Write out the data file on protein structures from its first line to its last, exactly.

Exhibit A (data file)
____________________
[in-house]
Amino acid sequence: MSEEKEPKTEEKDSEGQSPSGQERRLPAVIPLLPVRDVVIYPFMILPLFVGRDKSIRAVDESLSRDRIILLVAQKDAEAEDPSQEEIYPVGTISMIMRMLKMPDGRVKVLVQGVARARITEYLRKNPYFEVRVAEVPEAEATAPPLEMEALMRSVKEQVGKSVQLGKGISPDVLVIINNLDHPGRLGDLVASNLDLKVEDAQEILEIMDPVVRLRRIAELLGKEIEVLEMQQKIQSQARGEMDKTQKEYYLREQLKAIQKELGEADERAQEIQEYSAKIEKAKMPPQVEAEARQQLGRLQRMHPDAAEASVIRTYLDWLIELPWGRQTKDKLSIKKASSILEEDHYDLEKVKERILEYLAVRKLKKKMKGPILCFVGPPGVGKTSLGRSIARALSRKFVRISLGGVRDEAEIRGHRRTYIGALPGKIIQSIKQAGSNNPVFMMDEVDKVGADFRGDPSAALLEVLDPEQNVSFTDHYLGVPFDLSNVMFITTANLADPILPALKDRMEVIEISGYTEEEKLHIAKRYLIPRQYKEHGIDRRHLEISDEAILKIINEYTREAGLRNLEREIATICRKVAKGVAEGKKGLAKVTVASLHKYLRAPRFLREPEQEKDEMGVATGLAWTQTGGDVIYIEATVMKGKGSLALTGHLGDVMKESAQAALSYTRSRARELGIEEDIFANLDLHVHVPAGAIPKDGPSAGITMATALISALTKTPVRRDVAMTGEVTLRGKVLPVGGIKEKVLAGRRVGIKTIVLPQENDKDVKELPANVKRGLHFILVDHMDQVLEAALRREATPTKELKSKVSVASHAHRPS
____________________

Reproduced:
[in-house]
Amino acid sequence: MSEEKEPKTEEKDSEGQSPSGQERRLPAVIPLLPVRDVVIYPFMILPLFVGRDKSIRAVDESLSRDRIILLVAQKDAEAEDPSQEEIYPVGTISMIMRMLKMPDGRVKVLVQGVARARITEYLRKNPYFEVRVAEVPEAEATAPPLEMEALMRSVKEQVGKSVQLGKGISPDVLVIINNLDHPGRLGDLVASNLDLKVEDAQEILEIMDPVVRLRRIAELLGKEIEVLEMQQKIQSQARGEMDKTQKEYYLREQLKAIQKELGEADERAQEIQEYSAKIEKAKMPPQVEAEARQQLGRLQRMHPDAAEASVIRTYLDWLIELPWGRQTKDKLSIKKASSILEEDHYDLEKVKERILEYLAVRKLKKKMKGPILCFVGPPGVGKTSLGRSIARALSRKFVRISLGGVRDEAEIRGHRRTYIGALPGKIIQSIKQAGSNNPVFMMDEVDKVGADFRGDPSAALLEVLDPEQNVSFTDHYLGVPFDLSNVMFITTANLADPILPALKDRMEVIEISGYTEEEKLHIAKRYLIPRQYKEHGIDRRHLEISDEAILKIINEYTREAGLRNLEREIATICRKVAKGVAEGKKGLAKVTVASLHKYLRAPRFLREPEQEKDEMGVATGLAWTQTGGDVIYIEATVMKGKGSLALTGHLGDVMKESAQAALSYTRSRARELGIEEDIFANLDLHVHVPAGAIPKDGPSAGITMATALISALTKTPVRRDVAMTGEVTLRGKVLPVGGIKEKVLAGRRVGIKTIVLPQENDKDVKELPANVKRGLHFILVDHMDQVLEAALRREATPTKELKSKVSVASHAHRPS